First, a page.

What do rising interest rates mean for your portfolio? - January 2018
By ATB Investment Management Inc. 8 March 2019 4 min read
A little more about the target rate
The target rate is the Bank’s main tool to implement monetary policy. This rate directly affects one-day borrowing and lending between Canada’s major financial institutions, and ultimately influences interest rates on mortgage loans, automobile loans, home equity lines of credit and other loans. Expectations of this week’s rate increase led to an appreciation of the Canadian dollar against the US dollar, and also contributed to the recent sharp increase in longer-maturity Canadian bond yields.
The impact of monetary policy changes on the economy plays out over time. Central bankers widely believe that there are long-term risks if interest rates remain extremely low for too long; however, there’s also a risk that rapid rate increases will slow an economy too quickly and tip it into recession. We believe the Bank will continue to raise its target rate but will do so cautiously and gradually, to avoid the latter scenario.
How rate increases affect fixed income portfolios
The target rate strongly influences short-term interest rates and the prices of shorter-term bonds, but has less direct impact on bonds with longer-term maturities:
- The longer a bond’s maturity, the more sensitive it is to a given interest rate change.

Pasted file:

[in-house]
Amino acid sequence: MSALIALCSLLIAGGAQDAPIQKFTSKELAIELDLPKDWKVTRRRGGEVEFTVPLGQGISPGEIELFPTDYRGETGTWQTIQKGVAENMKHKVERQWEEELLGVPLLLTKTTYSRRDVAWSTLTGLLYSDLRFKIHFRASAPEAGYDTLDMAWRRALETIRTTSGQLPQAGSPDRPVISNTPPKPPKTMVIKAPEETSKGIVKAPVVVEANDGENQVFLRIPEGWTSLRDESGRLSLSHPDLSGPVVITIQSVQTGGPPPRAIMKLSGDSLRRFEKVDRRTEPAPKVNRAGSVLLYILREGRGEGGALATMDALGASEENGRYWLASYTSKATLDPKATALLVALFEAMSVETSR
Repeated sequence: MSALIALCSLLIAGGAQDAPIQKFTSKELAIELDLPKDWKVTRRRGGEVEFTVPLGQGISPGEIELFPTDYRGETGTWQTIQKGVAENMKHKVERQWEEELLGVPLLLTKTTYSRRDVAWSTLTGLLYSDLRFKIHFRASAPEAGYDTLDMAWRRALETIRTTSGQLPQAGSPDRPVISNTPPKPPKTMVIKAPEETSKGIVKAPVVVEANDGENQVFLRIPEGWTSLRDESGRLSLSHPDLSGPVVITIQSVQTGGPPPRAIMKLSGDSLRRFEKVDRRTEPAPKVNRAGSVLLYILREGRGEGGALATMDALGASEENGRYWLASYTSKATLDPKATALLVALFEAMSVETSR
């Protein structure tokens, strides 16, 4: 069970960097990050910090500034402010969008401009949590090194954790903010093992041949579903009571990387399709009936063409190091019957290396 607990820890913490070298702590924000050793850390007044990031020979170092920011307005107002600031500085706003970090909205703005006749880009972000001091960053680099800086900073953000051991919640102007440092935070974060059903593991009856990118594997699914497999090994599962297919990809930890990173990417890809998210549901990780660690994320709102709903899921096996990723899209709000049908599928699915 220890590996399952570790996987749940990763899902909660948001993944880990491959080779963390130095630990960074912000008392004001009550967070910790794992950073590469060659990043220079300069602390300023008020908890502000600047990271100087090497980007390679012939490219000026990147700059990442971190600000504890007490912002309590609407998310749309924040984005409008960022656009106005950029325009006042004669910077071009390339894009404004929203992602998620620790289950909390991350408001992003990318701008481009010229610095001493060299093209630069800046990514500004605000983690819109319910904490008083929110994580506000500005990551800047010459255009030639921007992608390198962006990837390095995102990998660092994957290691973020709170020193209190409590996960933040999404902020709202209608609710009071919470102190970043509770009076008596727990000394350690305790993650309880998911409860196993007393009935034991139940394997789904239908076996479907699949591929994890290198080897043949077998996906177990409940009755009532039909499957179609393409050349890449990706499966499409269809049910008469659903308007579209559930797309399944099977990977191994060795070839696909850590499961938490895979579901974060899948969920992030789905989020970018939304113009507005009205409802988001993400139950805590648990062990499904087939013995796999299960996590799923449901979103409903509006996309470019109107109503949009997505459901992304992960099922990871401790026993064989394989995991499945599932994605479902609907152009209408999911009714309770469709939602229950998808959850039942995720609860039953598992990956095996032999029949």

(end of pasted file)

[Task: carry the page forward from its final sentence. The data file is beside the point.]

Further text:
- Interest rate changes are typically smaller for longer-term than for shorter-term bonds, but this doesn’t entirely offset the longer-term bonds’ higher sensitivity—their price movements tend to be of greater magnitude than those of shorter-term bonds.
- Bond yields and bond prices have an inverse relationship, meaning bond prices increase when bond yields decrease, and vice versa.
- With interest rates rising, bond prices will fall.
ATB Investment Management mitigates the risk of rising interest rates
In response to the very low interest rates following the 2008-09 global financial crisis and recession, bond holdings in the Compass portfolios were gradually moved largely away from federal and provincial government bonds into corporate and commercial borrowings:
- The Canso Corporate Value bond and the CMLS commercial mortgage-backed securities mandates both include primarily shorter-term borrowings. This means they aren’t overly sensitive to interest rate changes.
- The Canso Investment Grade Corporate bond mandate contains some longer-term bonds. This makes is more sensitive to rate changes than the other two. That said, it’s still less sensitive than the broad Canadian bond market to interest rate changes.
As illustrated by the first half of 2017, Compass’ fixed income components move in the same direction as the broad bond market but by much smaller amounts.
Regardless of where you invest, have your advisor explain their investment philosophy and and how they are working to guard your portfolio from a rising interest rate environment.
This report has been prepared by ATB Investment Management Inc. ("ATBIM”) which manages the Compass Portfolio Series and ATBIS Pools. ATBIM and ATB Securities Inc. ("ATBSI") are wholly owned subsidiaries of ATB Financial and operate under the trade name ATB Investor Services. ATBIM and ATBSI are licensed users of the registered trademark for ATB Investor Services.
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Bank of Canada image courtesy of Wikipedia.